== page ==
Top Search Tips
At the end of our advanced search workshops participants are asked to come up with a collective list of top search tips. These can be search tools, individual web sites or search techniques. What follows is a compilation of the tips from several workshops.
It isn't your fault!
Results can vary from one minute to the next, especially if you are using Google. You run your search a second time and you get a completely different set of results. Don't worry - it isn't you. Results are rarely consistent and can change from one moment to the next.
Get to know the advanced search commands and options
Google is not the only search tool that uses them and they can help focus your search, especially when using general search tools such as Bing.
If you are conducting serious research don't stop with the first reasonable looking results.
Information of dubious quality can infiltrate even the most well respected of specialist websites. Put on your “skeptical goggles” as one delegate said! There are plenty of alternative tools and resources out there so get some corroboration from additional sources before acting on the information you find.
Allocate time for your search
If you are carrying out in-depth research don't leave it to the last minute. You will probably need to tweak your strategy and try different search tools to ensure that you are retrieving the best information. It can sometimes take longer than you anticipate.
Plan your strategy
Think about the type of search you want to conduct and the type of information you are looking for. For example if you are carrying out a systematic review and want to use Boolean operators forget about Google; head for Bing instead. And if you need official statistics or company information go straight to specialist sites that provide that data.
Don't stick with what you regularly use
Experiment with other resources, especially if you suspect your default search tool is not telling you the whole story.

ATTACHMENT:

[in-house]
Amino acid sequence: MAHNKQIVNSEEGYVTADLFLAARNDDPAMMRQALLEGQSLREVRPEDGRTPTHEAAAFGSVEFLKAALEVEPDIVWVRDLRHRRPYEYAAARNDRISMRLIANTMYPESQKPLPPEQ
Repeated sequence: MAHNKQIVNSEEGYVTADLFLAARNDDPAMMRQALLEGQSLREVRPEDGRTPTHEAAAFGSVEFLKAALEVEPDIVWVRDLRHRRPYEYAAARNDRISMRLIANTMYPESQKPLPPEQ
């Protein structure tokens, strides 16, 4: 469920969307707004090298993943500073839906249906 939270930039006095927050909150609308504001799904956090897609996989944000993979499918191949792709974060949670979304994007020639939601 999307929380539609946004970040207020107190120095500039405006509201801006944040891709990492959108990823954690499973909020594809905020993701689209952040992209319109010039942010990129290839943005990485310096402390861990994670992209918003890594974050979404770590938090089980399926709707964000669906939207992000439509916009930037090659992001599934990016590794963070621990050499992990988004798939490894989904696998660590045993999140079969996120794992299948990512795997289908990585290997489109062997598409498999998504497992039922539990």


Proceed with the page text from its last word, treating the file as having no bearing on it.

Be aware of personalisation
Get to know how the search engines personalise results and the impact this can have on your search. Google and Bing monitor what you search for, the links you click on and use this to personalise your results and sponsored links/ads accordingly. This information is stored in cookies on the computer you used for the search or as part of your Google or Bing account. They also try and work out your location from your IP address so that they can deliver local content (this sometimes goes horribly wrong!).
If you want to burst out of the filter bubble, as it is often called, use a private browser window or incognito (Chrome). The search engines will then ignore tracking and search cookies on your machine. To call up a private browser or incognito window use the following keys:
Chrome – Ctrl+Shift+N
FireFox – Ctrl+Shift+P
Internet Explorer – Ctrl+Shift+P
Country versions of search tools
Many search tools offer country versions that give priority to the country's local content, although that might be in the local language. This is a useful strategy when searching for industries, companies and people that are active in a particular country
This was recommended for its clean, straightforward layout and the range of resources it offers on a topic. A school librarian commented that the pupils at her school loved it.